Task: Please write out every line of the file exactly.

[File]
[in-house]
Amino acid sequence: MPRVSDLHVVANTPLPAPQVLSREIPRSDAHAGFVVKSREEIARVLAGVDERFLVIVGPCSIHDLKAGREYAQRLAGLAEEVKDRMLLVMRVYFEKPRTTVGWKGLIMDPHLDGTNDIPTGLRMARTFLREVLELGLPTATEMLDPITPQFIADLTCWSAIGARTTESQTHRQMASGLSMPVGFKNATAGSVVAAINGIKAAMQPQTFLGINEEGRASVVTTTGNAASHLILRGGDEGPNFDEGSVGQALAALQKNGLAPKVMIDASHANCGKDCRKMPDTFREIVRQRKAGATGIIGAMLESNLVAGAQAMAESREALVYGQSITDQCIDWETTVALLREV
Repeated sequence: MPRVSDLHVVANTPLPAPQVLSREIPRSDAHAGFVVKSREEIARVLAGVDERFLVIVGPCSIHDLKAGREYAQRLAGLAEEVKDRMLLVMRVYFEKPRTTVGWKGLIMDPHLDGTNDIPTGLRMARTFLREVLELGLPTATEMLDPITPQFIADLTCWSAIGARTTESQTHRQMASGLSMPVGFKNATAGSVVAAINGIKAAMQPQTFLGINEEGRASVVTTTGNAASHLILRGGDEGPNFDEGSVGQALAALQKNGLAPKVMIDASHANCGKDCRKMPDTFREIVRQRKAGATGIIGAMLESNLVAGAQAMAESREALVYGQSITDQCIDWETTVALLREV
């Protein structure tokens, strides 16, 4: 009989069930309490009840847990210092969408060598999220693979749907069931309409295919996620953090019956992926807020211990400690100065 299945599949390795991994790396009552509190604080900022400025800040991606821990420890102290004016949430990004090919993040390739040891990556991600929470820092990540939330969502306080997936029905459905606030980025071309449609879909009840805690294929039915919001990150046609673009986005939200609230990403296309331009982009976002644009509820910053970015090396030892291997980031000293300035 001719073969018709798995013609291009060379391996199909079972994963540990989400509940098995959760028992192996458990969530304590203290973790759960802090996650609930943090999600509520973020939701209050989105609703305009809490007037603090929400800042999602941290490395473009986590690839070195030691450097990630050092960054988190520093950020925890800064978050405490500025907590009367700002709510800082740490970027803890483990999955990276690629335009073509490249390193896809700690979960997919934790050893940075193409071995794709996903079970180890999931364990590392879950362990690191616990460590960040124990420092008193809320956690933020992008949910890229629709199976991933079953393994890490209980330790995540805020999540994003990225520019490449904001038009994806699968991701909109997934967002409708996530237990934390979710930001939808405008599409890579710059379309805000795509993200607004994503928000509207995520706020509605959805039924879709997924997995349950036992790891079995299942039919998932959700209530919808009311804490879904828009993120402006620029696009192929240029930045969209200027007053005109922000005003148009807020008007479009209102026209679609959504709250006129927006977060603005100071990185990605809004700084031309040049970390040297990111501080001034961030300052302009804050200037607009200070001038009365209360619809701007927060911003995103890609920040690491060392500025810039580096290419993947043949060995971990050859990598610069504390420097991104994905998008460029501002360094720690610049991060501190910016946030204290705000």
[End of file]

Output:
[in-house]
Amino acid sequence: MPRVSDLHVVANTPLPAPQVLSREIPRSDAHAGFVVKSREEIARVLAGVDERFLVIVGPCSIHDLKAGREYAQRLAGLAEEVKDRMLLVMRVYFEKPRTTVGWKGLIMDPHLDGTNDIPTGLRMARTFLREVLELGLPTATEMLDPITPQFIADLTCWSAIGARTTESQTHRQMASGLSMPVGFKNATAGSVVAAINGIKAAMQPQTFLGINEEGRASVVTTTGNAASHLILRGGDEGPNFDEGSVGQALAALQKNGLAPKVMIDASHANCGKDCRKMPDTFREIVRQRKAGATGIIGAMLESNLVAGAQAMAESREALVYGQSITDQCIDWETTVALLREV
Repeated sequence: MPRVSDLHVVANTPLPAPQVLSREIPRSDAHAGFVVKSREEIARVLAGVDERFLVIVGPCSIHDLKAGREYAQRLAGLAEEVKDRMLLVMRVYFEKPRTTVGWKGLIMDPHLDGTNDIPTGLRMARTFLREVLELGLPTATEMLDPITPQFIADLTCWSAIGARTTESQTHRQMASGLSMPVGFKNATAGSVVAAINGIKAAMQPQTFLGINEEGRASVVTTTGNAASHLILRGGDEGPNFDEGSVGQALAALQKNGLAPKVMIDASHANCGKDCRKMPDTFREIVRQRKAGATGIIGAMLESNLVAGAQAMAESREALVYGQSITDQCIDWETTVALLREV
């Protein structure tokens, strides 16, 4: 009989069930309490009840847990210092969408060598999220693979749907069931309409295919996620953090019956992926807020211990400690100065 299945599949390795991994790396009552509190604080900022400025800040991606821990420890102290004016949430990004090919993040390739040891990556991600929470820092990540939330969502306080997936029905459905606030980025071309449609879909009840805690294929039915919001990150046609673009986005939200609230990403296309331009982009976002644009509820910053970015090396030892291997980031000293300035 001719073969018709798995013609291009060379391996199909079972994963540990989400509940098995959760028992192996458990969530304590203290973790759960802090996650609930943090999600509520973020939701209050989105609703305009809490007037603090929400800042999602941290490395473009986590690839070195030691450097990630050092960054988190520093950020925890800064978050405490500025907590009367700002709510800082740490970027803890483990999955990276690629335009073509490249390193896809700690979960997919934790050893940075193409071995794709996903079970180890999931364990590392879950362990690191616990460590960040124990420092008193809320956690933020992008949910890229629709199976991933079953393994890490209980330790995540805020999540994003990225520019490449904001038009994806699968991701909109997934967002409708996530237990934390979710930001939808405008599409890579710059379309805000795509993200607004994503928000509207995520706020509605959805039924879709997924997995349950036992790891079995299942039919998932959700209530919808009311804490879904828009993120402006620029696009192929240029930045969209200027007053005109922000005003148009807020008007479009209102026209679609959504709250006129927006977060603005100071990185990605809004700084031309040049970390040297990111501080001034961030300052302009804050200037607009200070001038009365209360619809701007927060911003995103890609920040690491060392500025810039580096290419993947043949060995971990050859990598610069504390420097991104994905998008460029501002360094720690610049991060501190910016946030204290705000």